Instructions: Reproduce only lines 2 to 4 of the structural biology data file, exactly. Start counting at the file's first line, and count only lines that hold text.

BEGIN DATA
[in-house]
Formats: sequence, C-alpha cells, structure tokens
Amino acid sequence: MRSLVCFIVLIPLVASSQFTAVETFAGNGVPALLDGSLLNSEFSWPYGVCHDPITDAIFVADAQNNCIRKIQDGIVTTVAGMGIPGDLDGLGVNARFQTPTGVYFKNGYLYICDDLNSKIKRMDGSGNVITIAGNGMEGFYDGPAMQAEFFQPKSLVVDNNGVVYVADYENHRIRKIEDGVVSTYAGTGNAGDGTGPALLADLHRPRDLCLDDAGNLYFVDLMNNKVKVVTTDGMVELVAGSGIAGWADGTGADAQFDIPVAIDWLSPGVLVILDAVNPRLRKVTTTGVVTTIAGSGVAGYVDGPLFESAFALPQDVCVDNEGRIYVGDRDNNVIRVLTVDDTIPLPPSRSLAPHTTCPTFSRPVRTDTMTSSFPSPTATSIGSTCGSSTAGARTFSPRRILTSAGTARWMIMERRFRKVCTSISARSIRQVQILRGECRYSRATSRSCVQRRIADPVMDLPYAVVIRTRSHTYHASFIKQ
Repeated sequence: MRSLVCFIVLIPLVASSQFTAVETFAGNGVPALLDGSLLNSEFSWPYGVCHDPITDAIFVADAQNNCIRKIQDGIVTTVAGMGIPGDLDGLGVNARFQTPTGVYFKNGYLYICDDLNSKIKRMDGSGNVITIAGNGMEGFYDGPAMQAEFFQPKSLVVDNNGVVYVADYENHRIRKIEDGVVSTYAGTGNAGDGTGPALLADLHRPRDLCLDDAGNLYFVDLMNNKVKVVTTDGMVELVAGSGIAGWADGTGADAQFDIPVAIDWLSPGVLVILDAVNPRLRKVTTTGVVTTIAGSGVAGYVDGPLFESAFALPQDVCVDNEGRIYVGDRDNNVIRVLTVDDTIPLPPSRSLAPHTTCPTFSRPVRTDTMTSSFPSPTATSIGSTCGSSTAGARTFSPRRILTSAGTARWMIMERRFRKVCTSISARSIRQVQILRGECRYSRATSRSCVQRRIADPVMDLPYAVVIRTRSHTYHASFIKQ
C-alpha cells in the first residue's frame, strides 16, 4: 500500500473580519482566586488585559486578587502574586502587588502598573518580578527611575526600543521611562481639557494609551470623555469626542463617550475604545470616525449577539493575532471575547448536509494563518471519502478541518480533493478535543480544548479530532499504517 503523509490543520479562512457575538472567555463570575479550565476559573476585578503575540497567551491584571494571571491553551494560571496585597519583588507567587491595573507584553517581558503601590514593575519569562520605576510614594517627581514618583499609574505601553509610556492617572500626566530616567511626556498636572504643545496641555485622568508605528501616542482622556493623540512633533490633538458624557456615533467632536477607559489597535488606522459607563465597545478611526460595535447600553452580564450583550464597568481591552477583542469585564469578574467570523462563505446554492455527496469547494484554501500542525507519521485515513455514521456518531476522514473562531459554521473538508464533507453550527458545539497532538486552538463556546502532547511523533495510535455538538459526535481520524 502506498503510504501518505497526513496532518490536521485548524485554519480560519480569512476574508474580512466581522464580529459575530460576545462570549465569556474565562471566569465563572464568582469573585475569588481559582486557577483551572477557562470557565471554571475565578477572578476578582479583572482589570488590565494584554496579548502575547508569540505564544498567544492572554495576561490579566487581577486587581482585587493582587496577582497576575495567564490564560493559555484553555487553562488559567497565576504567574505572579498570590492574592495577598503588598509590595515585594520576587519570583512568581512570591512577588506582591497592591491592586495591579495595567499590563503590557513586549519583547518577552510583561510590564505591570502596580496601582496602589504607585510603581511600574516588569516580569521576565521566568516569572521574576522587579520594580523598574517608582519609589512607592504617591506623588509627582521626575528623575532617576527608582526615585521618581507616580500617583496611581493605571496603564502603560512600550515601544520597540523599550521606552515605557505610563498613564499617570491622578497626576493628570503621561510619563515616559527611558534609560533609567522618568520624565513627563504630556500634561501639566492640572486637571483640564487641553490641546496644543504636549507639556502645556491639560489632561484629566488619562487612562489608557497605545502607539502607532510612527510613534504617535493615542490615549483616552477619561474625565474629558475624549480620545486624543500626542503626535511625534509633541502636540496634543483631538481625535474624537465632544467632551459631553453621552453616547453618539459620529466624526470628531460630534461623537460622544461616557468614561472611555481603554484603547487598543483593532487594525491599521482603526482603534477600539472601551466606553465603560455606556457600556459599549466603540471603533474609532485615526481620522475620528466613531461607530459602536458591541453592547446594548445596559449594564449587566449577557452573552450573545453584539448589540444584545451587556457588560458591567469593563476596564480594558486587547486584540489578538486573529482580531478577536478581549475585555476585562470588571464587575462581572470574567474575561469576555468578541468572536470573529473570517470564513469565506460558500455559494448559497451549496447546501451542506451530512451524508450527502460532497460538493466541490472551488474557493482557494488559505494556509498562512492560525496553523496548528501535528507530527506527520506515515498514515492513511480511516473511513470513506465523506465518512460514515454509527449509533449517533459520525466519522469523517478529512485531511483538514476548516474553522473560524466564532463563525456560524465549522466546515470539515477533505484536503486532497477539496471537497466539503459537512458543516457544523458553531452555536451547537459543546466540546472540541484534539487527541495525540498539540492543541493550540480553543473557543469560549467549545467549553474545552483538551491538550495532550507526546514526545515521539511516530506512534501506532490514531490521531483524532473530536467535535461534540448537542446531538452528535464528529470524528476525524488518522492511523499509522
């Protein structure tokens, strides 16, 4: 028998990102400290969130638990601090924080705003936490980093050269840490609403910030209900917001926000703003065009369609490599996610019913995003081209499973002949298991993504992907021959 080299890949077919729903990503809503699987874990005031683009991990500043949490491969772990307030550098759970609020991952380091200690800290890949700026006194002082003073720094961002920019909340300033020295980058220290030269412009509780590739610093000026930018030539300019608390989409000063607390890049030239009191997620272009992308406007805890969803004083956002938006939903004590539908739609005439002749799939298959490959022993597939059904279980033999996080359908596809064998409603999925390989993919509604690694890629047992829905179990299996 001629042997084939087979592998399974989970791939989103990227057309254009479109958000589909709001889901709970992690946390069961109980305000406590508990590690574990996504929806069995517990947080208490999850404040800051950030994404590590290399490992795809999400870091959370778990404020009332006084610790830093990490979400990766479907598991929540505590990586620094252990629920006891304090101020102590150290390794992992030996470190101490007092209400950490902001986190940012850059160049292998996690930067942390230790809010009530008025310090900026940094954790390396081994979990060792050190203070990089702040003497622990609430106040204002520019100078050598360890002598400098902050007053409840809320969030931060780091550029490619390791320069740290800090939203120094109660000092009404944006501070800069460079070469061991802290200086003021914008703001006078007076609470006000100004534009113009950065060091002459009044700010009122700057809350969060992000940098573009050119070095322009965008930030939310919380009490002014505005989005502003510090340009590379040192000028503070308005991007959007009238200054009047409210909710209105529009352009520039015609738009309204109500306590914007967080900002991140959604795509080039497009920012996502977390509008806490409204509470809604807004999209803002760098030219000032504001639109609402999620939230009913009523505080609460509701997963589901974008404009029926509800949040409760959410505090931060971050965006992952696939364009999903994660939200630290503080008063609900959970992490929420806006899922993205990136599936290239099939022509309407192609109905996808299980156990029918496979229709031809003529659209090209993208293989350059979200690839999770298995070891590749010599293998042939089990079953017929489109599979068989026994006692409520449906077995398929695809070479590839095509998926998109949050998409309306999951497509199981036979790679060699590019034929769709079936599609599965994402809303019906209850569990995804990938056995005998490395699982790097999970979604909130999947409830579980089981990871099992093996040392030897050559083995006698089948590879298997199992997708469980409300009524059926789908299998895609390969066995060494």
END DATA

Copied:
Formats: sequence, C-alpha cells, structure tokens
Amino acid sequence: MRSLVCFIVLIPLVASSQFTAVETFAGNGVPALLDGSLLNSEFSWPYGVCHDPITDAIFVADAQNNCIRKIQDGIVTTVAGMGIPGDLDGLGVNARFQTPTGVYFKNGYLYICDDLNSKIKRMDGSGNVITIAGNGMEGFYDGPAMQAEFFQPKSLVVDNNGVVYVADYENHRIRKIEDGVVSTYAGTGNAGDGTGPALLADLHRPRDLCLDDAGNLYFVDLMNNKVKVVTTDGMVELVAGSGIAGWADGTGADAQFDIPVAIDWLSPGVLVILDAVNPRLRKVTTTGVVTTIAGSGVAGYVDGPLFESAFALPQDVCVDNEGRIYVGDRDNNVIRVLTVDDTIPLPPSRSLAPHTTCPTFSRPVRTDTMTSSFPSPTATSIGSTCGSSTAGARTFSPRRILTSAGTARWMIMERRFRKVCTSISARSIRQVQILRGECRYSRATSRSCVQRRIADPVMDLPYAVVIRTRSHTYHASFIKQ
Repeated sequence: MRSLVCFIVLIPLVASSQFTAVETFAGNGVPALLDGSLLNSEFSWPYGVCHDPITDAIFVADAQNNCIRKIQDGIVTTVAGMGIPGDLDGLGVNARFQTPTGVYFKNGYLYICDDLNSKIKRMDGSGNVITIAGNGMEGFYDGPAMQAEFFQPKSLVVDNNGVVYVADYENHRIRKIEDGVVSTYAGTGNAGDGTGPALLADLHRPRDLCLDDAGNLYFVDLMNNKVKVVTTDGMVELVAGSGIAGWADGTGADAQFDIPVAIDWLSPGVLVILDAVNPRLRKVTTTGVVTTIAGSGVAGYVDGPLFESAFALPQDVCVDNEGRIYVGDRDNNVIRVLTVDDTIPLPPSRSLAPHTTCPTFSRPVRTDTMTSSFPSPTATSIGSTCGSSTAGARTFSPRRILTSAGTARWMIMERRFRKVCTSISARSIRQVQILRGECRYSRATSRSCVQRRIADPVMDLPYAVVIRTRSHTYHASFIKQ